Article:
U2's first headline tours in support of their debut album, Boy, and immediate follow up album, October, consisted of small clubs across Europe and North America. Very much restricted by venue size, U2 played on their youthful energy to excite the audience.
The War Tour saw a shift away from the small clubs for U2 to larger concert halls. This tour also sparked a lasting relationship with designer Willie Williams. He began to introduce design elements to U2's stage. The War Tour featured a red carpet beneath the drums and white flags at the back of the stage, with which Bono would regularly interact.
Due to the success of the War Tour and growing popularity of the band, U2 moved to consistently playing in arenas. Despite this, the stage design was very minimalistic. No additional props were used and lighting was limited to white, with the occasional use of colour.
The success of The Joshua Tree would prove to be a defining moment for U2. For the first time, their tour consisted of arenas and stadiums. Willie Williams was keen to make the concert experience enjoyable for all and the band agreed to install a video screen for stadiums and a large Joshua Tree canvas stretching the width of the stage.
Zoo TV, in support of Achtung Baby and later, Zooropa, would see a drastic move from the minimalist design of the 1980's to a complex sensory overload. Featuring multiple video screens, elaborate lighting, and the introduction of the B-Stage, Zoo TV marked a new era for U2 tours.
Throughout the tour, Bono would adopt the presence of a number of stage personas known as The Fly, an egotistical rock star, Mirror Ball Man, a greedy American showman, and MacPhisto, a parody of the devil.
PopMart would go one step further than Zoo TV in terms of set design. The 165-foot wide LED screen would comfortably eclipse all Zoo TV video screens put together. A 100-foot high golden arch was installed, complete with a shopping basket at the top. To the right of the stage was 40-foot mirror ball lemon from which the band would emerge for the encore and a 12-foot olive mounted atop a 100-foot cocktail stick. The set was designed to poke fun at popular culture and consumerism.
Following the extravagance of the 90's, U2 were keen to strip back the stage design and opted to return to arenas. A heart shaped ring extended out from the main stage, surrounding a number of fans and providing a walkway for Bono and a B-stage for the band. Video screens were mounted high above the band to provide close-up shots or predesigned visuals.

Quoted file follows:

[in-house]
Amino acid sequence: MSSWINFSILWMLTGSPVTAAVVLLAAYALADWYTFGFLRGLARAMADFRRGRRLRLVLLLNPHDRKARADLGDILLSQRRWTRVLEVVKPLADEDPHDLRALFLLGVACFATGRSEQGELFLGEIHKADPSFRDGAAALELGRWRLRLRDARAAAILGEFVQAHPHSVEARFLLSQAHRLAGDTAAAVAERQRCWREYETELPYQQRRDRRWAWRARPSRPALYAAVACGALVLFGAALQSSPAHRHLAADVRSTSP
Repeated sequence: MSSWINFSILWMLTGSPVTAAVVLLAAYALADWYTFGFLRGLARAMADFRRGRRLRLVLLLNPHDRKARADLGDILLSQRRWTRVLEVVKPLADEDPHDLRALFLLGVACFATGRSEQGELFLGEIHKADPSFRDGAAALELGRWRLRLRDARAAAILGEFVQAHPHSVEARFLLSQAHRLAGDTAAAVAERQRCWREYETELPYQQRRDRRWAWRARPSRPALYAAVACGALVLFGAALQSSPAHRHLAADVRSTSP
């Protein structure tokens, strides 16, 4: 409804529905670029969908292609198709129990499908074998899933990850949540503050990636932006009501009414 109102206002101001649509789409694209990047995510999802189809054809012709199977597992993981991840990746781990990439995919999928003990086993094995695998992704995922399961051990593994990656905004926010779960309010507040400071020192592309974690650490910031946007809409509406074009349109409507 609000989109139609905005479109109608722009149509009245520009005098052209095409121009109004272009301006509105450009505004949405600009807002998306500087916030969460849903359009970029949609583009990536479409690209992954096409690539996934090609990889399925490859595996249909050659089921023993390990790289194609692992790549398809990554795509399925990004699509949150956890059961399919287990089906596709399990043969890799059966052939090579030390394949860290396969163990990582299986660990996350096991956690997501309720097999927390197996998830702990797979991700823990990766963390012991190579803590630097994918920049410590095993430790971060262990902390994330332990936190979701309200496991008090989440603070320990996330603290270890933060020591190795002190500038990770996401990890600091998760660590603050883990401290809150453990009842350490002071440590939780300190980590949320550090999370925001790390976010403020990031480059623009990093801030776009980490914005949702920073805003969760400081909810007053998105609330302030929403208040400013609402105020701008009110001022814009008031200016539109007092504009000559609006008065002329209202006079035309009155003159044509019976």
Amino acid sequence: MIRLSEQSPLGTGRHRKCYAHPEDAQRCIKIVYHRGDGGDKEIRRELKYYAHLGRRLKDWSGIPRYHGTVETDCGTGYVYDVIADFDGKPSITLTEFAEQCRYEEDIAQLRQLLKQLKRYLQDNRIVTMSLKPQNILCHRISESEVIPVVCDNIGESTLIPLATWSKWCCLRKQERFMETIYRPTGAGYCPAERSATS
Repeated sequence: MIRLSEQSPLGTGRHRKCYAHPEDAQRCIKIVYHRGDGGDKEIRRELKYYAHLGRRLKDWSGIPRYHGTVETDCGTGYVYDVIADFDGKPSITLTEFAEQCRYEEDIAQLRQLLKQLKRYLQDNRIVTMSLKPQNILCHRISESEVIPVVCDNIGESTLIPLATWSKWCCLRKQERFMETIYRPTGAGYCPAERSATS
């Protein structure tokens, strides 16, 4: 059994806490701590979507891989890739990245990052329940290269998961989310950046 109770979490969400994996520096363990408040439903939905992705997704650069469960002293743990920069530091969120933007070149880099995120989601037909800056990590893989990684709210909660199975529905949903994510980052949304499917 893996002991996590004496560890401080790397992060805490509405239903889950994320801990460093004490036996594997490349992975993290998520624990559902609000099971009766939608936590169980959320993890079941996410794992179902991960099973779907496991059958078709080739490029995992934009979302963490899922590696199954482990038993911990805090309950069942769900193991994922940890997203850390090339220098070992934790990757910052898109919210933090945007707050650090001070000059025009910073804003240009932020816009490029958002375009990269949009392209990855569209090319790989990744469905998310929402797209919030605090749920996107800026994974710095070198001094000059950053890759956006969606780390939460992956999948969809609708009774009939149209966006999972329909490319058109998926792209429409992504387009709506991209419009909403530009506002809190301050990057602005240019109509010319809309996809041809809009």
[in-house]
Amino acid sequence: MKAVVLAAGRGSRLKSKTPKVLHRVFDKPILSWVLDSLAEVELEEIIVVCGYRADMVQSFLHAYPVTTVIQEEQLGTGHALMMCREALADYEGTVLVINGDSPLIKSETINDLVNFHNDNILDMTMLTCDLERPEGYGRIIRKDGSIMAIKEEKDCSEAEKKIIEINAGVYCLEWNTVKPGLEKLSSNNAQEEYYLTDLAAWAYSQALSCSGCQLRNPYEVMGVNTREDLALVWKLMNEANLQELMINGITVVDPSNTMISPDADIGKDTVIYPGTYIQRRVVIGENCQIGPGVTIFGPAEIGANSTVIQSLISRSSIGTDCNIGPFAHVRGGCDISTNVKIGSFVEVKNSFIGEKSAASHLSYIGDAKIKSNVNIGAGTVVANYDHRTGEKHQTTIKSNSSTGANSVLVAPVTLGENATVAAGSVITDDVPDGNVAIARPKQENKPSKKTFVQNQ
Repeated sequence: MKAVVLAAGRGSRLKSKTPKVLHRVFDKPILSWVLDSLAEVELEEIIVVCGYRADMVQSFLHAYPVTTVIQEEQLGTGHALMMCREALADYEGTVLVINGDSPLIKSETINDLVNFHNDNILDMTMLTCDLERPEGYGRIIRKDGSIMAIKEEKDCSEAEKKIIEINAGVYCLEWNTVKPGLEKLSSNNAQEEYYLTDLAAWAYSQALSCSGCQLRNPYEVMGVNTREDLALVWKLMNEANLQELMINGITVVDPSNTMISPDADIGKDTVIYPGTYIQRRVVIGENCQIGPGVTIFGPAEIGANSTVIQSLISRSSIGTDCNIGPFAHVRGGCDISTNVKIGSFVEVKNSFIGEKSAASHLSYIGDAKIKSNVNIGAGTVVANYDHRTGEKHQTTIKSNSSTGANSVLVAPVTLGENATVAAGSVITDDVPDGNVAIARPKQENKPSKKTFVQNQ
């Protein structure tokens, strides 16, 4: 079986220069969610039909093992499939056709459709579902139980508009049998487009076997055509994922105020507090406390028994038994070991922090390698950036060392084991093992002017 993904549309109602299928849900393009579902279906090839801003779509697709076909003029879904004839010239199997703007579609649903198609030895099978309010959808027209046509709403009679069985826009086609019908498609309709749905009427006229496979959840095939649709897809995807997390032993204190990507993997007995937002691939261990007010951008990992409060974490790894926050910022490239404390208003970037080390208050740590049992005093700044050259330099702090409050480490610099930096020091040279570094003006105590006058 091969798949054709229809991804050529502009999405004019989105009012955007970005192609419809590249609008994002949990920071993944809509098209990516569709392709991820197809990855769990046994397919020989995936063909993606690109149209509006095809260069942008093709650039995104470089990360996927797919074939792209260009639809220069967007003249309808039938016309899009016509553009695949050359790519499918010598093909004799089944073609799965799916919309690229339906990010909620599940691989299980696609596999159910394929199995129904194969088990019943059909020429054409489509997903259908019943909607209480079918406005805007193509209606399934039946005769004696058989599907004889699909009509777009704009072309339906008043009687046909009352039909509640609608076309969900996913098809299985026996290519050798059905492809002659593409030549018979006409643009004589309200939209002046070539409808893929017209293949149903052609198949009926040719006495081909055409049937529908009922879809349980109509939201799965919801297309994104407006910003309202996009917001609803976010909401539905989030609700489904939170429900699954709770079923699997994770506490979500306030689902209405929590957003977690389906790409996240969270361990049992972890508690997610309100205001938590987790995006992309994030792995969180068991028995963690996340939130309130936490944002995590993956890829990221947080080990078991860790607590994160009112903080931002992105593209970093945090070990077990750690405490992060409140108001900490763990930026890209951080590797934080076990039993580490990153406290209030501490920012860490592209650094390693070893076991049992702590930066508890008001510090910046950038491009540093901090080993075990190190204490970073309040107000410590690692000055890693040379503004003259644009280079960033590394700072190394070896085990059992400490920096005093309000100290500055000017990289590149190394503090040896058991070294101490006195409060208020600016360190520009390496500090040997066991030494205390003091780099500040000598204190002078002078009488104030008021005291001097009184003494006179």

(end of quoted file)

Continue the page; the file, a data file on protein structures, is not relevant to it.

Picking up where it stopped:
The 360° Tour featured an elaborate spaceship design structure (the claw) that would house all of the lighting and sound equipment. The intention was to open the band up to a surrounding audience and to shrink the stadium. The drums would revolve around a platform and the 360° screen would relay footage to all sides of the venue. Again, the band opted for a circular walkway to help them to get out into the crowd.
Did you know? The 360 Tour is the highest grossing tour of all-time.
During the encore, Bono would perform wearing an LED laser jacket while singing into a wheel shaped microphone that hung from the claw's structure above.
The Innocence + Experience Tour of 2015 sees U2 continue to push the boundaries of stage design. Their quest to create an intimate show for everyone inside the venue began in 1987 while touring The Joshua Tree. This developed over time to incorporate elaborate visuals and stages that extended into the crowd. For the I+E tour, the band take this to a whole new level.
The i+E Tour is made up of 3 stages. A main stage (known as the I-stage), the e-stage (traditionally the b-stage), and the runway which connects the two. The band aim to play on each for a roughly equal amount of time during the night, with a dedicated 5-song set on the e-stage where a piano is built into the floor. LED lights run the full perimeter of the stages and illuminate at points during the show to highlight the 'i' and 'e' design.
One of the most striking aspects of the stage design on the I+E Tour is the 100-foot screen that is suspended in the centre of the arena. This double-sided, semi-transparent screen is used extensively during the first half of the show to visually add narrative to the music. However, the screen is wide enough to accommodate the band, with Bono literally walking down Cedarwood Road and the band using it as a stage to open the second half with Invisible.